In 1984 Scott Sunderland left the northern New South Wales town of Inverell as a teenager with little more than his bike and the dream of taking his place in the European professional peloton. This week, 26 years on, he returned to the 12,000-person town with his Belgian wife and two sons, and fond memories of what turned out to be a 20-year professional career as a highly respected racer and team manager.
Sunderland spoke to Cyclingnews before his departure from Belgium. While he will remain involved with cycling from Australia he reflected upon his experience as a professional and the change he has witnessed in his beloved sport over the past two decades.
Sunderland has observed first-hand the steady outwards growth of cycling from its traditional European heartland and as a non-European he himself raced for Dutch, Belgian, French, Danish and Italian teams in a 14-year professional career, before distinguishing himself as a team director with Danish squad CSC, and most recently with British outfit Sky.
Cyclingnews: It's been a long time since you left Australia. What has motivated your return?
Scott Sunderland: I just need to step back for a period of time. I can't really predict how long that will be for now, but I just need to step back and take things a little bit easier for my family. I need to have a little more flexibility in my work so that I can be available to my family when they need me. That's something you don't have in professional cycling, or any professional sport for that matter. When you have a team that has goals to peak towards and consistently perform, you can't really be on call when you have to be there for your family.
The inspiration behind the move is to slow life down a bit, which has been difficult here. The opportunities for doing that in Australia are quite a bit bigger. I will stay involved with cycling both in Australia and internationally.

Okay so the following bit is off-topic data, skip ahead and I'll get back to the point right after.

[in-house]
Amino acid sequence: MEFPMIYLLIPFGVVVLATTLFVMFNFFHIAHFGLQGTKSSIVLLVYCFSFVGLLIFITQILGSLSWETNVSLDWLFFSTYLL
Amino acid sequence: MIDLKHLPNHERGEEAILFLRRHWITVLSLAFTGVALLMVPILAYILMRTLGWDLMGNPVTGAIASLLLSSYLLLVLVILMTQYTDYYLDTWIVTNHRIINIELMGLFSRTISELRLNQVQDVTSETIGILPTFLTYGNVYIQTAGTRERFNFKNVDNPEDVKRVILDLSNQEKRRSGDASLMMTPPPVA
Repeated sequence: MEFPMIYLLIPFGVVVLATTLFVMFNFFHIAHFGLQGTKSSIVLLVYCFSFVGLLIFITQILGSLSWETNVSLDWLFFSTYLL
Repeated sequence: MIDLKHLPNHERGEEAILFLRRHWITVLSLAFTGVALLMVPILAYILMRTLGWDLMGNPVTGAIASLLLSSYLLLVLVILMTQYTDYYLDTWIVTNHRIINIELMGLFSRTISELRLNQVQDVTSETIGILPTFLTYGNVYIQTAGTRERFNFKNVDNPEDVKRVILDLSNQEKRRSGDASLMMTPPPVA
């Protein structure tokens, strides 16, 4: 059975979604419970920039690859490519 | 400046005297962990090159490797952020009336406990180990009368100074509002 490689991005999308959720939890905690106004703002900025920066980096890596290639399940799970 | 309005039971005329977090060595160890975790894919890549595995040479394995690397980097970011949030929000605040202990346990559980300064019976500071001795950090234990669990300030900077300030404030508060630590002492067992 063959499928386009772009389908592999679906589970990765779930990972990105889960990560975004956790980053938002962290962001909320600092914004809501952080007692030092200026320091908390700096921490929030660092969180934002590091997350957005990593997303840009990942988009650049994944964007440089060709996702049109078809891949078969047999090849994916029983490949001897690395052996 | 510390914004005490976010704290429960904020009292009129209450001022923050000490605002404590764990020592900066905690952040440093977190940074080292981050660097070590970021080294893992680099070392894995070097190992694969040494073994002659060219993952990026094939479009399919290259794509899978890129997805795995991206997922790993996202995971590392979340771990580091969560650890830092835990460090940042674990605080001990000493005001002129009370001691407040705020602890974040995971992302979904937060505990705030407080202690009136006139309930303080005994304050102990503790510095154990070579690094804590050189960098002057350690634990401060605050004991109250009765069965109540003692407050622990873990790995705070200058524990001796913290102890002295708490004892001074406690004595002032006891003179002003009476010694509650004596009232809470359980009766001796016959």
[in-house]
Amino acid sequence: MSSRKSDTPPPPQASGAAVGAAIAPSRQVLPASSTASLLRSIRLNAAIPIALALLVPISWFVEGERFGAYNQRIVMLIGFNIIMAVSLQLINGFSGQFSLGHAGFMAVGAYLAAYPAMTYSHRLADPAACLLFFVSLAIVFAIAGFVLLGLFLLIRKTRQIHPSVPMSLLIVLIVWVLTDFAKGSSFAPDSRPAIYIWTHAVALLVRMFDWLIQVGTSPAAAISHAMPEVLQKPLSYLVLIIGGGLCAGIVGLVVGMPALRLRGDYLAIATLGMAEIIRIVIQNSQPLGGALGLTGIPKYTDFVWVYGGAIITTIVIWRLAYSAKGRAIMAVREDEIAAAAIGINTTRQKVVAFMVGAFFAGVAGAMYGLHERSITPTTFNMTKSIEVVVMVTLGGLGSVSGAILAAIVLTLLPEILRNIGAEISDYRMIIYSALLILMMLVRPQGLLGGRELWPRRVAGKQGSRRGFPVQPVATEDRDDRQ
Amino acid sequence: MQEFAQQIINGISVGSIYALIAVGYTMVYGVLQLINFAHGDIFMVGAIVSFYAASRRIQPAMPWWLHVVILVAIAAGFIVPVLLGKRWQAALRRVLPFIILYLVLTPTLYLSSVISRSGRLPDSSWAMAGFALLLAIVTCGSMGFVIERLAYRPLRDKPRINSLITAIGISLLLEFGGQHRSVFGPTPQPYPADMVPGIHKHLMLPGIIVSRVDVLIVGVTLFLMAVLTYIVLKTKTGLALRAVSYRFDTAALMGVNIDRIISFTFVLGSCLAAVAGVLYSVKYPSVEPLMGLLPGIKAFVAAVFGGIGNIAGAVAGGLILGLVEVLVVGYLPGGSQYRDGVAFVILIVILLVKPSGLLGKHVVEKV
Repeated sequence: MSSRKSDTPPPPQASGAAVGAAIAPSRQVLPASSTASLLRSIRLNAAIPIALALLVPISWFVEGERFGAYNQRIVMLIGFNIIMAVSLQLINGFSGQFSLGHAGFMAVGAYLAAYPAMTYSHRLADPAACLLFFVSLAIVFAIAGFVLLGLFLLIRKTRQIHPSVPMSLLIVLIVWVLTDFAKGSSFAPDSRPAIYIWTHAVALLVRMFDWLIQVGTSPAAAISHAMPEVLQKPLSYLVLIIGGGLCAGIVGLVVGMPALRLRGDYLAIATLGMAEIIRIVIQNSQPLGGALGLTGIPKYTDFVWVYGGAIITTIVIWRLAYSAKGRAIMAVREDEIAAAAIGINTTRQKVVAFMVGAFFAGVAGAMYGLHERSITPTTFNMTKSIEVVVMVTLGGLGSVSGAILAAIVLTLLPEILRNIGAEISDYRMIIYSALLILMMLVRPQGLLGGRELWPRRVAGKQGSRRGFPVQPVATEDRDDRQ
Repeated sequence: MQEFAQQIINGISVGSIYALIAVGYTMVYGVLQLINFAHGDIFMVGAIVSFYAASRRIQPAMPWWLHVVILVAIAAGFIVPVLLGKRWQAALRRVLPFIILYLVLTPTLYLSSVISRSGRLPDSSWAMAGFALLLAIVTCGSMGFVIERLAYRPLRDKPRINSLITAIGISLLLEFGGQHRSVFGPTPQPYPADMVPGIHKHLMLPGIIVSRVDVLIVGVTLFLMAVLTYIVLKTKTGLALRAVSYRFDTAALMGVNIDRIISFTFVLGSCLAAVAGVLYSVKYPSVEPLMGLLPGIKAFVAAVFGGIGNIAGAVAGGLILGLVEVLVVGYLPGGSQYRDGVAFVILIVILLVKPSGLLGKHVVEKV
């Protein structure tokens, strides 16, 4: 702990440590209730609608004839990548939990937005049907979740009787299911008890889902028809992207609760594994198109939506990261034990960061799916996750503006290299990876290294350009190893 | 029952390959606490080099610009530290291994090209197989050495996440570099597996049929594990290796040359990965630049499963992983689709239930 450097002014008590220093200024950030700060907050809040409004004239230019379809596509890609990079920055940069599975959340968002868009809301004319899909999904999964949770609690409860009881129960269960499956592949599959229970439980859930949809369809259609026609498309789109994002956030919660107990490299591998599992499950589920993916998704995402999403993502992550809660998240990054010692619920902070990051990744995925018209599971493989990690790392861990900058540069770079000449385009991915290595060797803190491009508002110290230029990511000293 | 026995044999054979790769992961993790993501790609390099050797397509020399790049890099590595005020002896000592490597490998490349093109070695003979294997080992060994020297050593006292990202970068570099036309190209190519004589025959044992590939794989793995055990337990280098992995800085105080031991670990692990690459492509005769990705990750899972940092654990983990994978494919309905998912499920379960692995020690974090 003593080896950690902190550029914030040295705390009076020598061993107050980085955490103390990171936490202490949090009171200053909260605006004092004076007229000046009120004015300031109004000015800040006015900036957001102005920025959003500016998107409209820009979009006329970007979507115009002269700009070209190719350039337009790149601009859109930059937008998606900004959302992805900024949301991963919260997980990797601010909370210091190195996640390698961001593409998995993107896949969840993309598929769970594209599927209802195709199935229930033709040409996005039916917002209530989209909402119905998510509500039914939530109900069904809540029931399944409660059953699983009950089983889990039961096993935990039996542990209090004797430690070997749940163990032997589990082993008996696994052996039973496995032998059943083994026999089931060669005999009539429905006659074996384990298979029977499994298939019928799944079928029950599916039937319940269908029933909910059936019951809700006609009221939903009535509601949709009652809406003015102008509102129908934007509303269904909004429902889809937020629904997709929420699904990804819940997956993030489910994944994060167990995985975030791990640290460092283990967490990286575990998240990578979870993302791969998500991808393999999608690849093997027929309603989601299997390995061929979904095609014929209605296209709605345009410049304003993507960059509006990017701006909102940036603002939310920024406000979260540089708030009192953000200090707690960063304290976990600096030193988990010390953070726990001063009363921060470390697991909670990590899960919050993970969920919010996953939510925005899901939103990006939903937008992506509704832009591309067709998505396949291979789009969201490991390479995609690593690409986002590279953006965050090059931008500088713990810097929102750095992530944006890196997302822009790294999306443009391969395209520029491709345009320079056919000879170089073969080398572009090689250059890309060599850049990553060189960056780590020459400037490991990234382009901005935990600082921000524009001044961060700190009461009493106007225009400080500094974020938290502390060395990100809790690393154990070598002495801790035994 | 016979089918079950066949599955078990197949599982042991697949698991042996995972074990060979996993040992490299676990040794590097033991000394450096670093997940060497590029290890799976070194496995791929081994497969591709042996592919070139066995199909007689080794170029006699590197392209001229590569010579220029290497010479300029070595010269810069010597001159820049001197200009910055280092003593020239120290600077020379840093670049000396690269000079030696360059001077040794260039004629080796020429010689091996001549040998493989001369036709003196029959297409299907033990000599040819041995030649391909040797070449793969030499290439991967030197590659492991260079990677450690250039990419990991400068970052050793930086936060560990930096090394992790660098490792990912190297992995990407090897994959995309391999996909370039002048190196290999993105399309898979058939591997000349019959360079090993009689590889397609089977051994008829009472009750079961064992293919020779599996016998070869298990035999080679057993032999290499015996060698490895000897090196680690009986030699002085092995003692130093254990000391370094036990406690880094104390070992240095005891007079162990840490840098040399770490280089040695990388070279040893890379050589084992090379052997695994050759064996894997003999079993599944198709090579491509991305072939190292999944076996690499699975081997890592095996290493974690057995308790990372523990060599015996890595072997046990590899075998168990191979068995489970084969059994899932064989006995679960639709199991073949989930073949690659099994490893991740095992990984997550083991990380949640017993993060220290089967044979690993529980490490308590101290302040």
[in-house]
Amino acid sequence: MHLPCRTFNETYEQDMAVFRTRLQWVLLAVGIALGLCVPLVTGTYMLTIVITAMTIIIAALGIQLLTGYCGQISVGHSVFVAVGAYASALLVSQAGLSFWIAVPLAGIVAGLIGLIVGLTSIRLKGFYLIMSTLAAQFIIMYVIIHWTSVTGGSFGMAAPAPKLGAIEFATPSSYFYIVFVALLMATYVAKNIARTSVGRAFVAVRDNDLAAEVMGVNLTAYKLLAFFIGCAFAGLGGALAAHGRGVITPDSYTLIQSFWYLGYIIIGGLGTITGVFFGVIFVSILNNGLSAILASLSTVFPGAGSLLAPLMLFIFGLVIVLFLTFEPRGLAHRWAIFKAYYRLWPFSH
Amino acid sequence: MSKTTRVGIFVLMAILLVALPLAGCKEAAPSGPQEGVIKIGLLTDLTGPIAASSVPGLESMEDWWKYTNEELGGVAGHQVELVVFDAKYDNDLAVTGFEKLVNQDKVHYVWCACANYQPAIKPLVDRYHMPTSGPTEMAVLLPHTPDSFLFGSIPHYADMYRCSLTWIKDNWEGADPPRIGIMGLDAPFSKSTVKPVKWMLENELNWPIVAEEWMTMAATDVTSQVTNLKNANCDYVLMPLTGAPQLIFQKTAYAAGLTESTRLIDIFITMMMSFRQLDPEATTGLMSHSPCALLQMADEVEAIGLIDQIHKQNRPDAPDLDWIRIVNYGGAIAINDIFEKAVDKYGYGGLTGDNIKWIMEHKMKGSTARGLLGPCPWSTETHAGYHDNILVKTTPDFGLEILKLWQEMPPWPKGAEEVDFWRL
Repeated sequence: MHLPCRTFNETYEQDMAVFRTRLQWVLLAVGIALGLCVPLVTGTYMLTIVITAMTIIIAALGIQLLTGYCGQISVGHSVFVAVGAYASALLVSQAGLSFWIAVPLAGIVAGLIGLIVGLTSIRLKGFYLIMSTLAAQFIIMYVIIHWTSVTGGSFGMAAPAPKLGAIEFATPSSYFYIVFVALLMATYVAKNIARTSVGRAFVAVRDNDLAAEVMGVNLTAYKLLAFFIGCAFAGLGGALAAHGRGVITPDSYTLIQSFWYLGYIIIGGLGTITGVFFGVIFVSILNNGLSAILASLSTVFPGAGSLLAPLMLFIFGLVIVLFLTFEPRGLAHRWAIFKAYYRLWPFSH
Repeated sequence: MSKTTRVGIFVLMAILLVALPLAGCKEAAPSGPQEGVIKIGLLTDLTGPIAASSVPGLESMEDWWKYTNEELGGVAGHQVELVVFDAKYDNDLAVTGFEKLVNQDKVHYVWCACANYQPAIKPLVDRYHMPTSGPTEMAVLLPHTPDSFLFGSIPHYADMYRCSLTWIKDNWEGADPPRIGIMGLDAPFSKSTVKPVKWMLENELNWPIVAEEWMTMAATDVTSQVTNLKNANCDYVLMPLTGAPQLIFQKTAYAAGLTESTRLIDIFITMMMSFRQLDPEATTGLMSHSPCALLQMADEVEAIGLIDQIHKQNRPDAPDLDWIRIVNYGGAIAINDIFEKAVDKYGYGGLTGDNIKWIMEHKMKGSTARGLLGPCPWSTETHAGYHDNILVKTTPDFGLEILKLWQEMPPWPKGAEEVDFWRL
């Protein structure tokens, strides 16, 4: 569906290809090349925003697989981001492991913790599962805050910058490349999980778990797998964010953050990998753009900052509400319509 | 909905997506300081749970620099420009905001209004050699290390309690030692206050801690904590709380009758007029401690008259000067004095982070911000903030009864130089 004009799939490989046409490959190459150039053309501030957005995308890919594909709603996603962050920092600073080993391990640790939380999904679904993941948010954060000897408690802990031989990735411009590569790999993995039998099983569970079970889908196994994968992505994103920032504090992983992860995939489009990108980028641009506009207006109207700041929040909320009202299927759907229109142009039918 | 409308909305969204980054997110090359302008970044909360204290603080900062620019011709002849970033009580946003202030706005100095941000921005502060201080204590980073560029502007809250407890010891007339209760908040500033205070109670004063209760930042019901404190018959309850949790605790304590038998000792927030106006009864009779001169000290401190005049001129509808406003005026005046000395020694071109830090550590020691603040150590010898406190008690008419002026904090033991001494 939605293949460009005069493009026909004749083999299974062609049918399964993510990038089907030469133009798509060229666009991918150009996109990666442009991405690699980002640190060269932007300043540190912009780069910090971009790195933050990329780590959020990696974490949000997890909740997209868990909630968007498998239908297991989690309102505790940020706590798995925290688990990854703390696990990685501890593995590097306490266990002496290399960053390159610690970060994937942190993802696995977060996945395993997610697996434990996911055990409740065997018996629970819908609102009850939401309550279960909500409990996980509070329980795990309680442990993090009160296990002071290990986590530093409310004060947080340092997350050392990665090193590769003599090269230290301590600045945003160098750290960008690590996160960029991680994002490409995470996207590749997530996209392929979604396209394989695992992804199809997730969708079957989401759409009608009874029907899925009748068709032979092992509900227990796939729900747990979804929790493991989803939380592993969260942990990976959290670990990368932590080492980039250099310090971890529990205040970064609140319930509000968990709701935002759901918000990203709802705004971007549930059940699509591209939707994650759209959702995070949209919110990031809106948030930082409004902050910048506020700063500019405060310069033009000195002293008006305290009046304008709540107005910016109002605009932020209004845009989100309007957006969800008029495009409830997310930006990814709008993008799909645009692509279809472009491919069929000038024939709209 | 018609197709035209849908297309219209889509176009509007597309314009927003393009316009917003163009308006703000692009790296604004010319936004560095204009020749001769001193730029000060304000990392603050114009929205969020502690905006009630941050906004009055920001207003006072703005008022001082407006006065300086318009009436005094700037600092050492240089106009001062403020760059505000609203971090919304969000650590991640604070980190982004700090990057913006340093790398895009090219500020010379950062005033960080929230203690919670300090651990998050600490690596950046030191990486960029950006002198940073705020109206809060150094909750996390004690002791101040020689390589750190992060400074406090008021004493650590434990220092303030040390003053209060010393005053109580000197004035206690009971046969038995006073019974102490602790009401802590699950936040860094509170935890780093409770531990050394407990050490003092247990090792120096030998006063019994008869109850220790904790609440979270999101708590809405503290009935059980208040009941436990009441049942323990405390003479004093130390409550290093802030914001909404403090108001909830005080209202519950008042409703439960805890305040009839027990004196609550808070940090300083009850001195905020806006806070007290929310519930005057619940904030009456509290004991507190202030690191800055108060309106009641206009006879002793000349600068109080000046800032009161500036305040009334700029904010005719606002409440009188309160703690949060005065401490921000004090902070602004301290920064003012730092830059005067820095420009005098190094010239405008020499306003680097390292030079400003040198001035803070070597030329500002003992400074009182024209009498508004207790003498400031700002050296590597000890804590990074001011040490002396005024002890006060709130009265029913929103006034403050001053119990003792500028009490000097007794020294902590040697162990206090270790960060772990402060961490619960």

CN: What do you remember of your first race as a professional?
SS: My first race as a professional was the Tour Méditerranéen with TVM in 1990. It was mixed emotions for me really because I'd done Paris-Nice as an amateur, believe it or not, with a Swiss amateur team two years previously so I kind of knew what to expect. I'd also raced the Tour de l'Avenir - which at that point the pros could do - and I'd done it with TVM so I had some experience racing against the professionals. There were also a lot of pro-am races in Switzerland that I did while I was racing there with a Swiss club. But I was still anxious at the Tour Méditerranéen because I was doing it with a pro licence and as a paid professional for the first time.
CN: What about your first win?
SS: My first win was Trofeo Pantalica in Sicily in 1991. In those days we did the Tour of Sicily, Trofeo Pantalica and the Tour di Etna. At that time everyone went to do those races and then you went from there to do Tirreno-Adriatico and Milan-San Remo.
CN: Your crash at Amstel Gold in 1998 was obviously a very dramatic moment in your career. Looking back at it 12 years later was that a turning-point in your life?
SS: Yeah, it was. In a lot of ways it mellowed me and in a lot of other ways it gave me drive. I learnt a hell of a lot from that and certainly in terms of my relationship with my wife we became a very, very strong team together. There was a lot to go through on a personal level for us and then simply dealing with it for myself. It gave me, and still does, the ability to deal with challenges.
CN: Looking at your results you had some of your best years after the crash. Do you think it made you a stronger rider?
SS: I had to do a lot of mental work, as you do with the type of massive head trauma like I had. I did a lot of work with sports psychologists, so these days there's not a lot that sports psychologists can tell me about that I haven't already read about or learnt myself through personal experience. A lot of riders have had similar crashes to myself, you know, career or life threatening, and I think you learn and understand a lot about yourself.
It also put me in good stead later when I became a sports director. It helps me to understand where riders are at; the feelings you go through when you're on a high, doing well competitively and then to be suddenly pulled out of that. A good example of that is Stuart O'Grady at CSC in 2006. He crashed at Tirreno-Adriatico after almost winning Het Volk and then again at the Tour de France [O'Grady finished the 2006 Tour de France despite a broken vertebra - Ed.].
CN: You mention working as a director with Stuart O'Grady. You've had a successful career as a sports director. There's a photo of you with Fabian Cancellara after he won Paris-Roubaix in 2006 and your expression isn't all that different to when you were winning races yourself...